Abstract

A combination of three independent lines of evidence (hydrogeological, geochemical, and isotopic) suggests that as much as 3.7 × 107 m3 per year of interbasin flow may occur through faulted and fractured bedrock in the southern Sierra Nevada. The proposed interbasin flow path is through fractured Sierran bedrock from the Kern River drainage basin (which supplies recharge to the San Joaquin Valley to the west) into the southwestern Indian Wells Valley, a desert basin that is east of the Sierra. The interbasin flow produces an amount of recharge that significantly increases the ground-water budget for the desert valley.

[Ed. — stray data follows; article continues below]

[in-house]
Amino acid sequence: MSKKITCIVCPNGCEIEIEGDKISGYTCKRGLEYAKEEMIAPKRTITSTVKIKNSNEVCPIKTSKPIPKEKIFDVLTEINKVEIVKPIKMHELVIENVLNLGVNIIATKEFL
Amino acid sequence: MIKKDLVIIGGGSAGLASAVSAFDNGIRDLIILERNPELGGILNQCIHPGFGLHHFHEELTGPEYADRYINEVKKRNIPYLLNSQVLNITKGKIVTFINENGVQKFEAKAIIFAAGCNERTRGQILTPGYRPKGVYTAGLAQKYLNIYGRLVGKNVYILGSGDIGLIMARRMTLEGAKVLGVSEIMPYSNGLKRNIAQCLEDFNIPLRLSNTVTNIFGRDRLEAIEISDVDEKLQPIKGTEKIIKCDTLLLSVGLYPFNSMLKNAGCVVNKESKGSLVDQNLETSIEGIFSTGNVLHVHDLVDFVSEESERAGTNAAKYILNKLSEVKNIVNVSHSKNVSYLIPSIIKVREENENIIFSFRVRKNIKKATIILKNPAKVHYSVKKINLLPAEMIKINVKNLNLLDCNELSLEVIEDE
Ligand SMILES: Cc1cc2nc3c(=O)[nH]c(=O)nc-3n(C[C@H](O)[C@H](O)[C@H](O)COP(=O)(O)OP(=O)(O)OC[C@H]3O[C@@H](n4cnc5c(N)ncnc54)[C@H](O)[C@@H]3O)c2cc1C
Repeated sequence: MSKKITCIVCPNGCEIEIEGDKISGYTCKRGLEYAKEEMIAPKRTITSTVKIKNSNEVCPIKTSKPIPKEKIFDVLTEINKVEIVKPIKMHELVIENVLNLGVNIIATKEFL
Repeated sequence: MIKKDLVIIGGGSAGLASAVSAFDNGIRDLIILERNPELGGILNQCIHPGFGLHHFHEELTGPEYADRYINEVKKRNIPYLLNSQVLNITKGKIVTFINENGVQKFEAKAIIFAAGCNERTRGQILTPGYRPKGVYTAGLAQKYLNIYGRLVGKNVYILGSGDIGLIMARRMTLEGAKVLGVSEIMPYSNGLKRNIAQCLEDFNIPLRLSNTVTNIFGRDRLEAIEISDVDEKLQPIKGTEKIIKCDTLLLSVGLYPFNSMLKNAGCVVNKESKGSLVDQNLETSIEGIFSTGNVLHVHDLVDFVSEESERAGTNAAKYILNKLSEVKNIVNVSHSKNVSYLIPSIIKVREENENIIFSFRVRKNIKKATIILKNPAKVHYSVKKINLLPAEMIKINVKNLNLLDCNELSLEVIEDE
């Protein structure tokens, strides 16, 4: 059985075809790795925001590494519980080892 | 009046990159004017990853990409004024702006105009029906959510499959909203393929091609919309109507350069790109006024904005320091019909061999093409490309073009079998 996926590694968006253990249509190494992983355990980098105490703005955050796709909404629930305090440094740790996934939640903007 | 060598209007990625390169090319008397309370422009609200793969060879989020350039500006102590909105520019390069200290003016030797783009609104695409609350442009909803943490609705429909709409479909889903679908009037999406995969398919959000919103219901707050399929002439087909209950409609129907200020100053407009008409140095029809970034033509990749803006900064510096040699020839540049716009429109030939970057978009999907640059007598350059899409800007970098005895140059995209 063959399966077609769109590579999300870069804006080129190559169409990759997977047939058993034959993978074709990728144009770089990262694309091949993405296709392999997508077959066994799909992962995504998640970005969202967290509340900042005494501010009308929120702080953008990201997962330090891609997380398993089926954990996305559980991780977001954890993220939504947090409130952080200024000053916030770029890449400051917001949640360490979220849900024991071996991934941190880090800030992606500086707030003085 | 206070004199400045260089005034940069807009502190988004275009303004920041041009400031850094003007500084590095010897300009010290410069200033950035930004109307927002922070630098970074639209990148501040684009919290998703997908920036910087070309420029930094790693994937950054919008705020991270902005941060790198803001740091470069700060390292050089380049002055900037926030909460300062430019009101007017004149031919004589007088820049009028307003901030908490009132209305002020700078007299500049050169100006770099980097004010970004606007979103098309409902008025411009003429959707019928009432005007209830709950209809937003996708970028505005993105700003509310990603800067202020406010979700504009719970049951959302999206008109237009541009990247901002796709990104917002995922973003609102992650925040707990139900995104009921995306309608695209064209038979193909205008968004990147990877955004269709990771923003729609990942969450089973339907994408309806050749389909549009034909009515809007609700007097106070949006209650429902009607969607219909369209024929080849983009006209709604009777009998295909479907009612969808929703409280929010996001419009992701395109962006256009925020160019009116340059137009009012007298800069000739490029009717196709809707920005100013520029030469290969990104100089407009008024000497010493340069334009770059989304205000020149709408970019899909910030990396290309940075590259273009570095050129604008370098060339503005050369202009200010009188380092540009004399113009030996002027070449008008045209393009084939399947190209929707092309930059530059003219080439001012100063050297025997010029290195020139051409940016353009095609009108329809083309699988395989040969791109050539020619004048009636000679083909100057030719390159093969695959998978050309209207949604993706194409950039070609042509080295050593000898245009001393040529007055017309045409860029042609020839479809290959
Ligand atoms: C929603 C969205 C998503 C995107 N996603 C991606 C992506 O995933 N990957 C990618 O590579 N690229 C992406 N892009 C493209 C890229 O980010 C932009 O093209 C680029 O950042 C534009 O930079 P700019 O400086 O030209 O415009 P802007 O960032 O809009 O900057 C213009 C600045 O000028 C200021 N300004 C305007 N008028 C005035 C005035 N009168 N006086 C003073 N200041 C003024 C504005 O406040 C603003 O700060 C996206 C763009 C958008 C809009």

The interbasin flow is identified by aquifer flux values much higher than local recharge and by ground water that has geochemical and isotopic signatures that differ from the local recharge. Interbasin flow that crosses topographic watershed divides has been identified in fractured carbonate aquifers in the southwestern United States. However, igneous and metamorphic rocks in the Basin and Range province are generally considered to be flow barriers, and watershed boundaries are usually delineated by topography. In this study we present an example in which recharge appears to be transported between adjacent watersheds through the fractured bedrock of an extensional area in the southern Sierra. If confirmed, this example shows that igneous and metamorphic rocks may not always act as barriers to ground-water flow in extensional tectonic regimes.

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